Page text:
Community Schools Around the World
Since 1994, when The Children's Aid Society established its National Center for Community Schools, we have hosted thousands of interested educators, civic leaders, funders and elected officials. At least 20 countries have sent delegations to see community schools in action.
Several of these countries, most notably England, the Netherlands and Scotland, have adopted community schools as a national reform strategy. Here are some highlights of their work:
With help from Children's Aid (including a presentation to England’s Parliament by former CEO Philip Coltoff), the British government in 2002 adopted Extended Schools as a national reform strategy. The stated goal was that every school in England would be an Extended School by 2010. Recent reports indicate that there are now 2,400 Extended Schools in England.
Over the past decade, Children's Aid has hosted many colleagues from the Netherlands, including a group of 30 principals. Our Dutch colleagues report that there are at least 500 community schools now in their country. While community schools are not yet part of the official government policy for school reform, it is estimated that by 2010, at least 300 of the 500 local school authorities will sponsor community schools.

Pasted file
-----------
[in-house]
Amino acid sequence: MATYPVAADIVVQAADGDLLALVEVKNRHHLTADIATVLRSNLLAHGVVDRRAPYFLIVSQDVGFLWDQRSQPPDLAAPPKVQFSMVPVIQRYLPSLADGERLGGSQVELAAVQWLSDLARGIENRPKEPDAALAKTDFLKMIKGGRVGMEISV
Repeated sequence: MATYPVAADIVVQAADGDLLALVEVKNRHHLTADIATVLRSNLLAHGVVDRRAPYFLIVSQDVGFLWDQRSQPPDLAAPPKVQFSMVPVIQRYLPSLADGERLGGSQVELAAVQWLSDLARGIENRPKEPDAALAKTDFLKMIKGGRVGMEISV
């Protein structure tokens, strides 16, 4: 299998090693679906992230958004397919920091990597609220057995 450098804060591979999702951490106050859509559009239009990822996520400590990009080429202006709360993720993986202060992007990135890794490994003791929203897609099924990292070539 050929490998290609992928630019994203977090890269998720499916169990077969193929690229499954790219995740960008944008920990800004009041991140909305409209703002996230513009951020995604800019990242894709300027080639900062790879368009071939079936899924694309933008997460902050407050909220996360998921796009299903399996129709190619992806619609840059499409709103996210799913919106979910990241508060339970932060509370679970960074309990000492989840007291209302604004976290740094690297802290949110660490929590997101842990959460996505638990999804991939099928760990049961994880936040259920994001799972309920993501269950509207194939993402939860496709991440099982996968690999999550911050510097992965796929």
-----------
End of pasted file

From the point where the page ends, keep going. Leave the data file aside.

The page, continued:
At the national level, the Scottish Executive outlined a vision and plan for community schools, organized on a regional basis, through Scotland’s Council structure. The vision offers assurances that all of Scotland’s young people will be safe, nurtured, healthy, achieving, active, respected, responsible and included. This New Community Schools initiative began in November, 1998, with a pilot involving 150 schools. Based on the success of the community schools expansion since 1998, the Scottish Executive recently announced that every school will be part of an Integrated Children’s Services system.